At Elm Rd, we want to help you be truly well. We don’t just want to write you a prescription when you’re sick; we want to encourage you to nourish all aspects of your health so you can enjoy a healthy lifestyle.
What Does it Mean to Have a Healthy Life?
The World Health Organisation says, ‘Health is a state of complete physical, mental and social well-being and not merely the absence of disease or infirmity.’ It’s about being fully well, rather than just not being sick.
Good health is a resource that helps us live a full life. But it doesn’t happen by itself. In the developed world, many of us work in sedentary jobs, drive everywhere, eat a lot of processed food and struggle against stress. That means it takes a deliberate effort to nurture healthy lifestyle habits.
But it’s worth it. Some of the biggest health issues in our society, like cancer, diabetes and heart disease, are connected to our lifestyles. While we can’t really control our genetic or environmental risk factors for some illnesses, we can modify our lifestyles to increase our chances of enjoying long-lasting healthy life.
Healthy Lifestyle Habits
The Australian Dietary Guidelines recommend a balanced diet across the five food groups of proteins, carbohydrates, fruits, vegetables and dairy. That means eating:
- A colourful rainbow of vegetables and legumes
- Wholegrain or high fibre cereal foods such as pasta, rice, breads, cereals, noodles, couscous and oats
- Lean meats and poultry, fish, eggs, tofu, nuts and seeds
- Milk, yogurt and cheese or their alternatives.
Eating a balanced diet helps nourish your body, give you consistent energy, and manage your weight. Filling up on healthy foods makes it less likely that you’ll turn to calorie-laden but low-nutrition junk food.
If you drink alcohol, limit it to no more than two standard drinks per day. Cut down on sugary drinks and, instead, drink more water.
While you sleep, your body is busy storing memories, growing muscle, repairing tissue and performing many other tasks that are vital for your long-term health.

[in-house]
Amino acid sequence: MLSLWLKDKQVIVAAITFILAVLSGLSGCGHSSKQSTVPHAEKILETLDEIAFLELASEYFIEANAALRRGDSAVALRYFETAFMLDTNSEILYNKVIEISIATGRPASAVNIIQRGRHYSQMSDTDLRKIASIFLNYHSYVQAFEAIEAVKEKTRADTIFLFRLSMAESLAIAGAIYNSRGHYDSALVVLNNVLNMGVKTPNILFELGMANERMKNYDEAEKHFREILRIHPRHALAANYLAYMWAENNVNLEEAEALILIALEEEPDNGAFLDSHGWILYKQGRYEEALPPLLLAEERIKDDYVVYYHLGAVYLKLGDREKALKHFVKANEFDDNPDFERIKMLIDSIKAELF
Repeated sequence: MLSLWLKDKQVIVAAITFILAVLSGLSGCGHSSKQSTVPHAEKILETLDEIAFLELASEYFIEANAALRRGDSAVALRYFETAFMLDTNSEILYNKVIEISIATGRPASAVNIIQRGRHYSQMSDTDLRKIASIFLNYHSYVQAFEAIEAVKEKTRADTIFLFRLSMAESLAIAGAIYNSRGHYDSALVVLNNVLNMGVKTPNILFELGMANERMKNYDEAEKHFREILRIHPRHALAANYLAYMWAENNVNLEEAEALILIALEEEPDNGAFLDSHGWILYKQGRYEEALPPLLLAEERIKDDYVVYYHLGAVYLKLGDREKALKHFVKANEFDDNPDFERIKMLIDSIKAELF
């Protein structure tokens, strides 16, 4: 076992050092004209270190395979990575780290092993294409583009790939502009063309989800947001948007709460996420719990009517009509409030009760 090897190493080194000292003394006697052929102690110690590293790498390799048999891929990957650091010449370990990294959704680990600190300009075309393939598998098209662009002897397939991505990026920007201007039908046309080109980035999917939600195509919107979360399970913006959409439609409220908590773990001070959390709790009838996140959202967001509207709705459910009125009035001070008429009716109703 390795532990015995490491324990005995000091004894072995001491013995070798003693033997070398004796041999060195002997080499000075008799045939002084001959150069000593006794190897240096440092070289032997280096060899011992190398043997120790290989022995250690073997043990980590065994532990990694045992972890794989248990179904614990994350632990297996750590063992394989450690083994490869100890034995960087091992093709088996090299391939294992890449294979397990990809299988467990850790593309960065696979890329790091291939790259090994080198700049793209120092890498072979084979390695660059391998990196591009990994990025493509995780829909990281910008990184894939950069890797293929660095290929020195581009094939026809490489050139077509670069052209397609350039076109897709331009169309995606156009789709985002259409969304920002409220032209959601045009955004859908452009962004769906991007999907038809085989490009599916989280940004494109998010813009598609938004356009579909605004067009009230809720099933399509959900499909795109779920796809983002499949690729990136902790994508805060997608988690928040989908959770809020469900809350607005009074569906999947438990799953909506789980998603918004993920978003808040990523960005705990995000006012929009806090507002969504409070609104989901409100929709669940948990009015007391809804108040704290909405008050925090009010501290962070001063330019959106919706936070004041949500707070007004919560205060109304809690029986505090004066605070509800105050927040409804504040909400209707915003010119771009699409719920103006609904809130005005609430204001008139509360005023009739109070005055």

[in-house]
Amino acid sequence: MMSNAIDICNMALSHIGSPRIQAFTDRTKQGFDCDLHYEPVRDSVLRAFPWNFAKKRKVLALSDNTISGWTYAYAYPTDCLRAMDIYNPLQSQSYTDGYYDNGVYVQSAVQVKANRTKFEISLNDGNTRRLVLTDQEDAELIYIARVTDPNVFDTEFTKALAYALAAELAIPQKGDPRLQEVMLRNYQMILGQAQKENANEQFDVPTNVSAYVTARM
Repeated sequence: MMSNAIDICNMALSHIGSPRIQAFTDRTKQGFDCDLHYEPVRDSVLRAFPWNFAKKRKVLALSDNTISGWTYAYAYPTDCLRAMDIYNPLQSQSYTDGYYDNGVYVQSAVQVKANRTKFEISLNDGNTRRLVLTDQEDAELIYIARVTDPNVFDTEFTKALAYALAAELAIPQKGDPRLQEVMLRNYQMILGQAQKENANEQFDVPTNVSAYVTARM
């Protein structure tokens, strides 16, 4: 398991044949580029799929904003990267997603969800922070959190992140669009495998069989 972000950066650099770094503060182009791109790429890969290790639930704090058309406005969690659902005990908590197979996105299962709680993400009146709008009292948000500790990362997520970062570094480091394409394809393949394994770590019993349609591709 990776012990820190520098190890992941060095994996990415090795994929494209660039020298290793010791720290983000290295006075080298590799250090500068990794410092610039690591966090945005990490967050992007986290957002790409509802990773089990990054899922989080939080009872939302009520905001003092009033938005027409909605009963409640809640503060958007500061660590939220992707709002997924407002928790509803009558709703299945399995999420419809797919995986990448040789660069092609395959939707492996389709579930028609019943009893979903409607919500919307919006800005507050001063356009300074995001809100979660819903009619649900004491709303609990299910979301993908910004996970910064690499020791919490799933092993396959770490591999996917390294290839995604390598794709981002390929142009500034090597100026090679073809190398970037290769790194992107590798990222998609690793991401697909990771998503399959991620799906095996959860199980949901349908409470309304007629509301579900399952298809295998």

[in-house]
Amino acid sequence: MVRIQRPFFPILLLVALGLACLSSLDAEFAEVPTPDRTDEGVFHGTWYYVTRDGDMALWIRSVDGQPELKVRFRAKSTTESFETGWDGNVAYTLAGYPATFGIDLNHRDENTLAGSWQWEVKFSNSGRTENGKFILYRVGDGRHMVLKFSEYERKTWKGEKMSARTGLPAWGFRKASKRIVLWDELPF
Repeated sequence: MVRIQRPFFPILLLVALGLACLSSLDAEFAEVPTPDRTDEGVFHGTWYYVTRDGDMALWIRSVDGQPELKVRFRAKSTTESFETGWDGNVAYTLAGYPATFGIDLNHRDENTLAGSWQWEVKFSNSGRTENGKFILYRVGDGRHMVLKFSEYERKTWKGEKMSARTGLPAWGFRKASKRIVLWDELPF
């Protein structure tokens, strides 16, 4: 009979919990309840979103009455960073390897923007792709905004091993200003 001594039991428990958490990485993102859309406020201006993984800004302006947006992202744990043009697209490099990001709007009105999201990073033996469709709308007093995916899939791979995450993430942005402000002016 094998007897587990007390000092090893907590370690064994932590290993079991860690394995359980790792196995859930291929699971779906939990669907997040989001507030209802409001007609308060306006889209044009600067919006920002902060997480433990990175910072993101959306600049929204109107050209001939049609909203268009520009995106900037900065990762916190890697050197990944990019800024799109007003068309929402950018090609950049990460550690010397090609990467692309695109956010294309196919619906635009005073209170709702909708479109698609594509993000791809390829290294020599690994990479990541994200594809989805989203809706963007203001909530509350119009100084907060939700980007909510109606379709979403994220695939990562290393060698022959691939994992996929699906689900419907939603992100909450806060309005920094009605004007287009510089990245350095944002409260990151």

Ongoing poor sleep contributes to a range of health problems including chronic diseases and mental health difficulties. Even after a couple of nights of disturbed rest you might struggle to concentrate properly or react quickly. And you’ll probably be quite grumpy too!
Tips for sleeping better:
- Go to bed at roughly the same time each night and avoid long lie-ins or daytime naps
- Spend an hour or so relaxing before bed with a bath or a good book
- Avoid substances like caffeine, tobacco and alcohol in the hours before bed.
- Don’t use screens late a night as their blue light disturbs your body’s circadian rhythms.
- Try to keep your bedroom for sex and sleep only — taking your laptop to bed to finish off work isn’t a good idea.
Being more active during the day also helps you sleep at night but there are many other benefits. Exercise increases your fitness, lowers your stress levels, improves your mood and helps you maintain a healthy weight. It can be great fun too.
You might enjoy a team sport or a gym session. But if that’s not for you, there are plenty of everyday ways to increase your activity levels. You could:
- Use a fitness app to exercise in your living room
- Do some vigorous housework
- Take the stairs
- Park further away from work or get off the bus a few stops earlier so you have to walk more
- Meet a friend for a walk around the park before getting coffee.
These are all ways of building physical activity into your daily routine. You’ll be surprised how all those little changes add up.
Australians experience quite a bit of stress. In 2015, the Australian Psychological Society conducted a survey on stress and wellbeing. Of the 1521 respondents, 35 percent reported a significant level of distress and 26 percent reported above normal anxiety symptoms. Money worries were the biggest cause of worry, followed by family relationships and health.
It’s likely that you’re going to experience some stress in life. Here are some healthy ways of managing it:
- Pay attention to what triggers your sense of stress. Is it your workload, the kids arguing or another bill arriving? Once you identify the trigger, you’re better able to find a way to deal with the issue, whether that’s talking to your boss, learning new parenting strategies or seeing a financial counsellor.
- Follow the tips above for eating well, sleeping well and being more active. Those things all help to manage stress. For example, a healthy diet helps stabilise your blood sugars and reduces pressure on your adrenal glands.
- Teach your body to relax by breathing deeply and slowly and deliberately relaxing your muscles. You’ll be surprised by how much better you feel when stop breathing so rapidly and relax your tense shoulders.
- Do something enjoyable. It’s tempting to veg in front of Netflix but there’s deeper refreshment in doing something creative or social.
- Talk to someone about how you’re feeling. That could be a friend or relative or your GP. At Elm Rd, we take stress seriously.
Help For Healthy Living
Interestingly, many people in the Australian Psychological Society’s survey said that trying to live healthily caused them stress. Something always seemed to get in the way of trying to form healthy habits and it was hard to make lasting changes. So, if you find all this difficult, you’re not alone.
That’s why we’d love you to talk to us. We want to help you live a long and healthy life. Your GP can help you in many ways, including referring you to dieticians and psychologists for further support.